India plans to take its model for digital payments global as online transactions thrive in an economy that is among the hardest hit by coronavirus.
Since it launched in 2016, India’s Unified Payments Interface has helped propel the growth of online payments in the country of 1.4bn people. The system allows people to make cheap, instant transfers across bank accounts and to pay for everything from groceries to online services.
Proponents say UPI has advanced financial inclusion in India, where hundreds of millions have historically gone without bank accounts. They argue UPI is more sophisticated than similar systems in richer countries.
It has also attracted a flurry of investment, with Google, Walmart-owned ecommerce start-up Flipkart and others launching applications layered on top of UPI.
The platform’s transaction volumes rose to a record 1.34bn in June as Covid-19 raged, prompting Indians to socially distance and avoid cash.
UPI is administered by the National Payments Corporation of India, set up by the central bank and owned by a consortium of local lenders.
Following the launch of a pilot in Singapore, the company said it has held preliminary talks with the Bank for International Settlements, the World Bank and the Bill & Melinda Gates Foundation to explore possible collaborations, said Dilip Asbe, chief executive of the NPCI.
He said UPI’s strength was its appeal across India’s fragmented economy, which ranges from wealthy consumers to poorer communities.
“The top end of the market behaves like the western world, and the bottom of the pyramid has similarities with developing or undeveloped economies,” Mr Asbe added. “The country has diverse needs. There are people in villages needing assistance payments. People in cities with a smartphone have different needs.”
UPI could also prove useful for transactions and remittances in countries with large Indian diasporas. NPCI set up its international subsidiary in April but Mr Asbe conceded that volumes in the Singapore pilot, aimed at Indians based in the south-east Asian country, had been limited due to travel restrictions. “It’s going to be a long-drawn process,” he said.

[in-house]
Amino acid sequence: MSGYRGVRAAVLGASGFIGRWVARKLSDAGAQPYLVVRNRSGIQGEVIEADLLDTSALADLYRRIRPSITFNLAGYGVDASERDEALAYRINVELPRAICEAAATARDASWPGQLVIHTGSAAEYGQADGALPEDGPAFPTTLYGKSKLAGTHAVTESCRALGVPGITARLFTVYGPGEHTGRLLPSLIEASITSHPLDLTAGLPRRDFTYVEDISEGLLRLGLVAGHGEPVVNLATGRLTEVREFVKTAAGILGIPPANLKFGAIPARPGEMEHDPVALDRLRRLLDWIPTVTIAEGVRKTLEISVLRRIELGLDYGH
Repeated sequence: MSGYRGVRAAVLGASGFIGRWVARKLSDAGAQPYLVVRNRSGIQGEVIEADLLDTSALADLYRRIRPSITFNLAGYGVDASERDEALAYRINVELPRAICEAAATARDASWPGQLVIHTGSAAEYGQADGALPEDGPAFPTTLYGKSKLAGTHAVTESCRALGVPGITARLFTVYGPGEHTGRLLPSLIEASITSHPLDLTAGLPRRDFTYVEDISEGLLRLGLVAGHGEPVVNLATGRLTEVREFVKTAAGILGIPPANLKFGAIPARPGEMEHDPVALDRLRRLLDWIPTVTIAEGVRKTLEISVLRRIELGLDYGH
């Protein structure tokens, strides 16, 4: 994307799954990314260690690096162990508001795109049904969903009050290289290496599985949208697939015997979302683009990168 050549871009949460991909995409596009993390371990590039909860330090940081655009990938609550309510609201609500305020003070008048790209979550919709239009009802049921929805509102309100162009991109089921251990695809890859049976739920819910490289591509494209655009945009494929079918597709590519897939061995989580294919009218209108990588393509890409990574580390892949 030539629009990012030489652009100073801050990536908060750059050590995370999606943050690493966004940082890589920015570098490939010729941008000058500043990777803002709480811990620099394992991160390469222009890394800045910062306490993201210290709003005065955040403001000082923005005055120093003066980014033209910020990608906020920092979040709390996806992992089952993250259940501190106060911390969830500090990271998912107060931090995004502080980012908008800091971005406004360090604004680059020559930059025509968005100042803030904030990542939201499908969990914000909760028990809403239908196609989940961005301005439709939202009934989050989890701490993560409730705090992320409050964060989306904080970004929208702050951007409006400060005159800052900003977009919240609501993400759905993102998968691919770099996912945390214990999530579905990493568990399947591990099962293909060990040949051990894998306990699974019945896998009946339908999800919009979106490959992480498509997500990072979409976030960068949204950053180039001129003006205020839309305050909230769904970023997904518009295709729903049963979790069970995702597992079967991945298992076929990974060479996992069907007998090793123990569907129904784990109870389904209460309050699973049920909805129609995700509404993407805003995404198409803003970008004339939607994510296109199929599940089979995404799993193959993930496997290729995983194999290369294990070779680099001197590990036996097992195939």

Neil Shah, an analyst at Counterpoint Research, said convincing other countries to accept UPI could also be difficult as governments would want the ability to scrutinise the infrastructure in order to build trust. “There’s a huge opportunity,” he said. “The challenge is obviously the trust part.”
UPI’s platforms, such as payment card scheme RuPay, have been championed in India as alternatives to Visa and Mastercard. The US companies have been targeted by Indian policies requiring them to stop transferring financial data out of the country.
India has promoted platforms such as UPI as part of a drive to accelerate financial inclusion among the large parts of the population long shut out of the banking system.
The proportion of Indians with a bank account rose from 35 per cent in 2011 to 80 per cent in 2017, according to BIS, above the global average.
But Mr Asbe cautioned that India’s accelerating coronavirus outbreak risked slowing digital payments growth if economic activity remained under pressure.
India has the world’s third-highest coronavirus count with more than 1.2m cases. Reported daily infections continue to accelerate.
“Obviously further growth will depend on how the Covid-19 situation emerges in the country,” he said.